Number of young people seeking mental health hospitalization doubles during COVID – report

Two years of the COVID-19 pandemic has taken its toll on the younger population, with the number of children hospitalized for mental health problems doubling during the outbreak, according to a Tuesday report from the Israel Union of Social Workers.

The poll of 458 social workers across the country found that they had noticed a dramatic increase in the number of young people in psychological distress, while mental health services could not cope with the burden, forcing many to wait long months for treatment.

Of the respondents, 76 percent reported an increase in the number of children dealing with anxiety and depression, and 67% said there was an increase in the number of self-harm among young people. Forty-four percent reported an increase in the number of suicides among minors, including attempted suicides, suicidal thoughts, or actual suicides. More than two-thirds, 69%, noted an increase in emotional or mental problems among young people.

Nearly all social workers, 93%, reported a significant increase in the wait times for their patients to receive mental health care since the coronavirus outbreak in early 2020. Of these, 45% said that young patients had to wait more than a month to be hospitalized to be admitted and 25% said the waiting period could be more than three months. According to 32% of care providers, young people have to wait 3-6 months for a psychiatric diagnosis, while 25% said the wait could be more than half a year. For youth seeking mental health care at a local clinic, the wait can be six months to a year, say 41.5% of social workers.

For the specific problems of eating disorders, 45% of social workers said that young people have to wait at least a month to be treated and 35% said the wait is more than half a year, in their experience.

Inbal Hermoni, head of the social workers’ union, said cooperation between health, welfare, education and finance ministers “is not working well enough today,” the Dvar newspaper reported.

Screenshot of video of Inbal Hermoni, president of the Union of Social Workers. (YouTube)

She criticized the way decisions were made, saying they were not based on needs in the field.

Hermoni urged to prevent further deterioration of children’s mental health by initiating a program aimed at identifying children with mental health problems and providing primary care, creating accessible care in the community, shortening of waiting times for treatment and “a huge investment of resources. ”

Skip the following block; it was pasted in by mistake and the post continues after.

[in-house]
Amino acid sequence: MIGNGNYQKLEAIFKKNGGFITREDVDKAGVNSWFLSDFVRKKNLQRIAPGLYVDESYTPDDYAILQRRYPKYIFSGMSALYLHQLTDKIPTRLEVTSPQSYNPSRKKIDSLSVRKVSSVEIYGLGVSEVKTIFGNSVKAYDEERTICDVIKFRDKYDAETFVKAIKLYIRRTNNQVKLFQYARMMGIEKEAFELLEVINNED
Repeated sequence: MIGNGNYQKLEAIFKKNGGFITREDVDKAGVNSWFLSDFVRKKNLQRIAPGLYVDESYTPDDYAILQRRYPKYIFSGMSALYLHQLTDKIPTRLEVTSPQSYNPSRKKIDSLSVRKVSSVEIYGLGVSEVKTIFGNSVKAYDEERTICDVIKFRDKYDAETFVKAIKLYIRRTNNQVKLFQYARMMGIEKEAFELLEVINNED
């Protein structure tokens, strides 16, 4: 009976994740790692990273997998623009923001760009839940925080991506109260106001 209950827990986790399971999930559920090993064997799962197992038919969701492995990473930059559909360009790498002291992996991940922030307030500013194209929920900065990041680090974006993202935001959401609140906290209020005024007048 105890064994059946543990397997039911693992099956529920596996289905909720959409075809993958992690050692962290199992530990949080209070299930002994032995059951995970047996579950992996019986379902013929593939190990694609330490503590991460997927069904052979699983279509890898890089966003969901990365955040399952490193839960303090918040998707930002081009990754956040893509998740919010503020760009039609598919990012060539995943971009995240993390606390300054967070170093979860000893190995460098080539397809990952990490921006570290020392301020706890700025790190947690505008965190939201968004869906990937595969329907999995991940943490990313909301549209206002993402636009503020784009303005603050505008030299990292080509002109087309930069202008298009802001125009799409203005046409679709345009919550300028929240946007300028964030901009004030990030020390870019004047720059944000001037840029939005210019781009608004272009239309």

The health ministry said treatment wait times have increased for all populations during the COVID outbreak, but more so for children and young people, according to a statement from the Ynet website.

The ministry said it had reached an agreement with the Treasury Department to expand mental health services with special funding for HMOs and details will be made available in the near future. Talks are underway with the Treasury Department to increase the number of hospital beds available, the statement said, and after approval to fund more, some beds will be set aside for the treatment of eating disorders.

The social worker’s poll came as Israel faces its fifth wave of COVID infections, with the daily number of files reaching record numbers and officials — including Prime Minister Naftali Bennett — telling the public to prepare for even higher numbers.

Nearly 40,000 students are currently sick with COVID-19, and nearly 85,000 staff and students are in quarantine due to infection or exposure to a known carrier, the Department of Education said. The ministry remains committed to keeping schools open as much as possible rather than ordering a sweeping closure and the use of distance learning as has happened in 2020-2021.

Ran Cohen, the principal of a school in Tel Aviv, told Army Radio on Tuesday that closing schools would be a “disaster and in practice a return to the disaster of the past year and a half,” as the education system was shut down for extended periods of time. time and students studied remotely.

“The children came back to us from the lockdown, different than we knew them,” he said.

An elementary school classroom is empty after Israel closes schools pending a nationwide lockdown to stop the spread of the coronavirus in Tel Aviv, Sept. 17, 2020. (AP Photo/Sebastian Scheiner)

Educational psychologist Liat Dotan told the station that there are now many behavioral problems, including suicidal thoughts, in children as a result of the COVID-19 pandemic and the measures taken to contain the virus.

“We called it the tsunami after the shutdown,” she said. “Children should, as far as possible, find anchors of safety and belonging and make an effort to get back to the routine,” she said.

On Monday, however, the Secondary School Teachers Association sent Ran Erez a letter to Bennett demanding that middle and high school studies be moved online, accusing the government of losing control of the pandemic.

While Erez acknowledged the drawbacks of investigating via the Zoom application, Erez warned against what he called the current “anarchy and pandemonium” and said that remote investigations would be the “lesser evil”.

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